Post-processing can take up to 20 hours for one image. I shoot with a 150mp camera, so every pore, dust, or fabric fold is visible, so it’s less forgiving and more work in the editing. But I’m really in love with the quality and details I get. So I use Photoshop to edit my work. I’m a big control freak, so I try to do everything myself.
J. J.: Would you say you express a more emotional aspect in your work combined with visual beauty, or are you trying to describe a philosophical idea?
G. W. B.: Emotion is the most significant starting point in every image I shoot; I intended to be driven to darker / heavier emotions than a person would generally show to the outside world. I think it’s a combination of expression, beauty, and a hidden message that can be interpreted in many ways, recognizable in different forms for every individual.
I like to give my work an open-end story so the viewer will create their own story based on their own personal life experiences.
J. J.: Tell us about the current position in your career. Are you exhibiting your art in galleries? Where can we find your artwork for sale? (Exhibitions/ auctions/ online) Do you sell prints? How many do you release per year? Is it a limited edition?
G. W. B.: I have a few galleries ( online and physical) that exhibit and sell my work, like Upon Walls, Warnars & Warnars Art Dealers, Art N Folie. All of the prints are in a limited edition of 10 + 2AP. The released amount is depending on the number of projects I’ve shot that year.
J. J.: You are the official global ambassador of Phase One, and you also do prestigious workshops. Many professional photographers we have interviewed in past publications mentioned you as an influencer and inspiration source. What does it feel like to be a role model, an inspiration to so many photographers trying to receive respectable recognition in the field?
G. W. B.: I’m thrilled to inspire others, I’m an open book, and anyone can ask me anything. I love to share what I’ve learned along the way, I’m far from perfect, but I try to do the best I can.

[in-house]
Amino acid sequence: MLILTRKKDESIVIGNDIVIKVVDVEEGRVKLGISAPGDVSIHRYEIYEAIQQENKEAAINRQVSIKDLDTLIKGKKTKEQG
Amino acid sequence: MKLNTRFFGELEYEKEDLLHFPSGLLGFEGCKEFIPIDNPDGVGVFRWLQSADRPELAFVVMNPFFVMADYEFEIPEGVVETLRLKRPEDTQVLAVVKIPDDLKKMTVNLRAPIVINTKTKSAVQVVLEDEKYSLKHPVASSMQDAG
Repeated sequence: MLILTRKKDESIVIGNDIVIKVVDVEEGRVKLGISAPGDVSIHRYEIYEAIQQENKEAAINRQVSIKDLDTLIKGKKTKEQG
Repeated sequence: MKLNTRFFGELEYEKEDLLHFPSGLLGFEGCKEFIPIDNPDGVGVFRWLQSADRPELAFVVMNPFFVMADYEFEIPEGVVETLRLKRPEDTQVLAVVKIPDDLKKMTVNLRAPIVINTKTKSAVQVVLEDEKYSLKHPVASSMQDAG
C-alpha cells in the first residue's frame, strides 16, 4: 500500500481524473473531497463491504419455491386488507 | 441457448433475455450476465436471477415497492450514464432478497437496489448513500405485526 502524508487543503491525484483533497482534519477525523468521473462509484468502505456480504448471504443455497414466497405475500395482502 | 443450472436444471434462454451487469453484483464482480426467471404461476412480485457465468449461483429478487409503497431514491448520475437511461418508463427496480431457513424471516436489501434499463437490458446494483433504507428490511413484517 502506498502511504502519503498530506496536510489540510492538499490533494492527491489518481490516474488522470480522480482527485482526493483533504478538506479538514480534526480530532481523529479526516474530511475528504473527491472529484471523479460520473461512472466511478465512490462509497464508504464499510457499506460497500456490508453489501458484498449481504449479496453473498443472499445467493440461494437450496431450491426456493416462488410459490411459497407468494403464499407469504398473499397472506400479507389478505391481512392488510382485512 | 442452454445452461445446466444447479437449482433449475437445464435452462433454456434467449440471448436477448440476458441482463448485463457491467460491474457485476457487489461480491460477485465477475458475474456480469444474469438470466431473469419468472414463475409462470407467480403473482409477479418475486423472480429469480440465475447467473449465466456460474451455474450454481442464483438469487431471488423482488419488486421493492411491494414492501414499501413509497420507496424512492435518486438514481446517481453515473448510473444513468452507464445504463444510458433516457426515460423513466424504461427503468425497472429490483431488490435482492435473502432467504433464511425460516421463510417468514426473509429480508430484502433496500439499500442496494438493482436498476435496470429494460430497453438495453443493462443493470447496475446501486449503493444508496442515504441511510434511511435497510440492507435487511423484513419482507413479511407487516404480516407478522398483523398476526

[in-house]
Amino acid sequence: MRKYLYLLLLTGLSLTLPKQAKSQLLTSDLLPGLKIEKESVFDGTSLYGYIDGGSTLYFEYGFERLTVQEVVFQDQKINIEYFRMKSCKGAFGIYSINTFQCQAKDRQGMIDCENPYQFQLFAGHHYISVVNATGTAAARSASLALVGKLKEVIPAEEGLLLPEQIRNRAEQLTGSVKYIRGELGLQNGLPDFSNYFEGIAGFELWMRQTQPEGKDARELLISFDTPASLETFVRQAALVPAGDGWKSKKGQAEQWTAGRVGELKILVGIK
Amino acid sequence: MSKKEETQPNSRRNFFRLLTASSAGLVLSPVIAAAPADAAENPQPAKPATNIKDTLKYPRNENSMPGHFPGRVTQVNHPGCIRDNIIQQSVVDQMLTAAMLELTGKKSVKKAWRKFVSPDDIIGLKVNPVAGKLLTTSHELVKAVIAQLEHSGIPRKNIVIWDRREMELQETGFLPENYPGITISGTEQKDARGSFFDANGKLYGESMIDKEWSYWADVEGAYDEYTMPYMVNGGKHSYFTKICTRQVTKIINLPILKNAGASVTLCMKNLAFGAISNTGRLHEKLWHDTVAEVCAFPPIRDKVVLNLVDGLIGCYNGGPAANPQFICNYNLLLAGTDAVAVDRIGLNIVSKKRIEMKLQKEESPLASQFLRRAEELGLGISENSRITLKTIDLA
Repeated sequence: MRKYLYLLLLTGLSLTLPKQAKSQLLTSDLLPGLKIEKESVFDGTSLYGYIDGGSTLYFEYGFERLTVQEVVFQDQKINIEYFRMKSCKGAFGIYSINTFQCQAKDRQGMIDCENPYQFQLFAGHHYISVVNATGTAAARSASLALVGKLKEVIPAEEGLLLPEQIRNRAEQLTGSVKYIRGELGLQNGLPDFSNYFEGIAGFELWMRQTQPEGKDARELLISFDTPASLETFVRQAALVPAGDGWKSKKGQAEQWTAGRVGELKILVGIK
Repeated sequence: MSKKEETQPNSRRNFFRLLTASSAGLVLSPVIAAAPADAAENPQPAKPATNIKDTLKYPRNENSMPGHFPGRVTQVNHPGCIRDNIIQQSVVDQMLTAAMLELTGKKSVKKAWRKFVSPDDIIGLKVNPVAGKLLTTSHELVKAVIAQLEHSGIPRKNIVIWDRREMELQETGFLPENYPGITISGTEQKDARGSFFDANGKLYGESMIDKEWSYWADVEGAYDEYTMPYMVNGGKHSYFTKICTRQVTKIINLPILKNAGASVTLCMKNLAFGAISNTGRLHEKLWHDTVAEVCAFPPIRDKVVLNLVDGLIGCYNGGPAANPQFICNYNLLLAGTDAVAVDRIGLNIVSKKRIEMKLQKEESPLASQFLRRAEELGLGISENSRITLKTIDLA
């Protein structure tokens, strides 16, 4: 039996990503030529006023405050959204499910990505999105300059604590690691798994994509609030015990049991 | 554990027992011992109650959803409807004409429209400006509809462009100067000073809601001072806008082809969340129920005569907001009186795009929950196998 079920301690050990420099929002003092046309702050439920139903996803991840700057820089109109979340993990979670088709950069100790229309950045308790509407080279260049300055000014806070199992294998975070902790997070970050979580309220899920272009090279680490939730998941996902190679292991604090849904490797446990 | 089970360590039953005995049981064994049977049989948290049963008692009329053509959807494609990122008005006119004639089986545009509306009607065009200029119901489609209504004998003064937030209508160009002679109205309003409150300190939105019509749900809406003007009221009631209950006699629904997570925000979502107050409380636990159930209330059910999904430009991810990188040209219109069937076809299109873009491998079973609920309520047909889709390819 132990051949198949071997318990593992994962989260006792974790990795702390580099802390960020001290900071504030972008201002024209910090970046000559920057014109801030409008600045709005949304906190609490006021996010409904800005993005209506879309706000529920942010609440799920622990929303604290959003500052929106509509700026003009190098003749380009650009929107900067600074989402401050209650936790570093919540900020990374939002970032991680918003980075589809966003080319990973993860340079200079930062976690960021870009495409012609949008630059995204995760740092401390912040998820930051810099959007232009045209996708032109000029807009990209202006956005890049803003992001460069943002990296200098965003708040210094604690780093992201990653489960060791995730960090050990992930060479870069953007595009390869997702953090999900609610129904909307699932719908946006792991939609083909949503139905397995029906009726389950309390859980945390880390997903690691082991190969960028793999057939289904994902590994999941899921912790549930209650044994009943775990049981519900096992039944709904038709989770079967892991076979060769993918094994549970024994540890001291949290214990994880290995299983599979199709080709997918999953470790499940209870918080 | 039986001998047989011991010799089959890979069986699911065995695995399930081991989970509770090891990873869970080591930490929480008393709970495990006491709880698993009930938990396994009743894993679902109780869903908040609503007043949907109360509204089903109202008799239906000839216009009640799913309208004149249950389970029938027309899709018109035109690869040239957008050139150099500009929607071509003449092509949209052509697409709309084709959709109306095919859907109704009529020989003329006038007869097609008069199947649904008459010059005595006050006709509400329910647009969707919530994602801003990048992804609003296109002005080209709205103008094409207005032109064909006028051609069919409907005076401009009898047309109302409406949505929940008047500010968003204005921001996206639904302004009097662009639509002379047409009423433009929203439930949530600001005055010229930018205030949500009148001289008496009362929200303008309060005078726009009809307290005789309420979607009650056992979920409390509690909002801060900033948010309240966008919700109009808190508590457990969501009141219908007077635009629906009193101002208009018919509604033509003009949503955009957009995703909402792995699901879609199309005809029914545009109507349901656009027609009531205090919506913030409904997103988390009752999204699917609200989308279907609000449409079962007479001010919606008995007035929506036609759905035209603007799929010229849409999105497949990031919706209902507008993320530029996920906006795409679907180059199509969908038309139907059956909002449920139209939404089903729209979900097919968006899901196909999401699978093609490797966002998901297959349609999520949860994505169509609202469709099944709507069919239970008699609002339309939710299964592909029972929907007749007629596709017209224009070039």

I never set this goal; I have an intense urge to create and surprisingly found that a camera was a good tool for converting ideas into visuals. My drive and my passion brought me to create things that are important for myself, and I’m very grateful to inspire others along the way.
J. J.: How does your studio look like? What’s the significant difference made by using a 150mp camera in your work?
G. W. B.: I have my own studio space where I can build and create without anyone telling me to clean up my chaos.
I’ve been shooting Phase One for the past three years now, and I can’t imaging shooting with something else anymore. Shooting with 150mp can be tasking and less forgiving because everything is visible.
I don’t have multiple focus points, so you really have to learn to shoot with one focus point and recompose your shot; it’s immediately visible if your focus is off. So it took some patience to get one with my camera, but the quality it gives me is priceless!
J.J.: Since you are conducting workshops, what can you tell us about the upcoming workshops?
G. W. B.: Due to Covid-19, I couldn’t organize workshops; I hope to start doing them at the end of this year or at the beginning of next year.
Workshops are great! It’s always magical to see that you have ten attendees, and although the lighting and models are the same for everyone, they all create different sorts and emotions.
For me, that’s the most important part that people learn to create with their own vision or translation of their story. It’s always inspirational to have a group of people attending from all different countries worldwide, with other goals and backgrounds.
J. J.: In 2019, You were chosen as one of the most influential artists of today. Your work has been published on the “GOLD LIST- Top Contemporary Artists of Today!”, a special edition by Art Market Magazine (Lens’ sister magazine), which received an enormous distribution to bookstores and art fairs including at the Florence Biennale event. Now your work is being featured in Lens Magazine in an exclusive interview. Do you feel the love and appreciation? Have you reached your goals? What does the future hold?
G. W. B.: I absolutely feel the love and appreciation for my work! I’m very honored and proud of this recognition. It has been a struggle many times over the years. Every project comes with effort, tears, and laughter. It touches me when people appreciate and recognize my work.
I try not to make plans or set goals; I only wish to have the opportunity to create endlessly, stay healthy and keep my creative urge. The rest is one big adventure.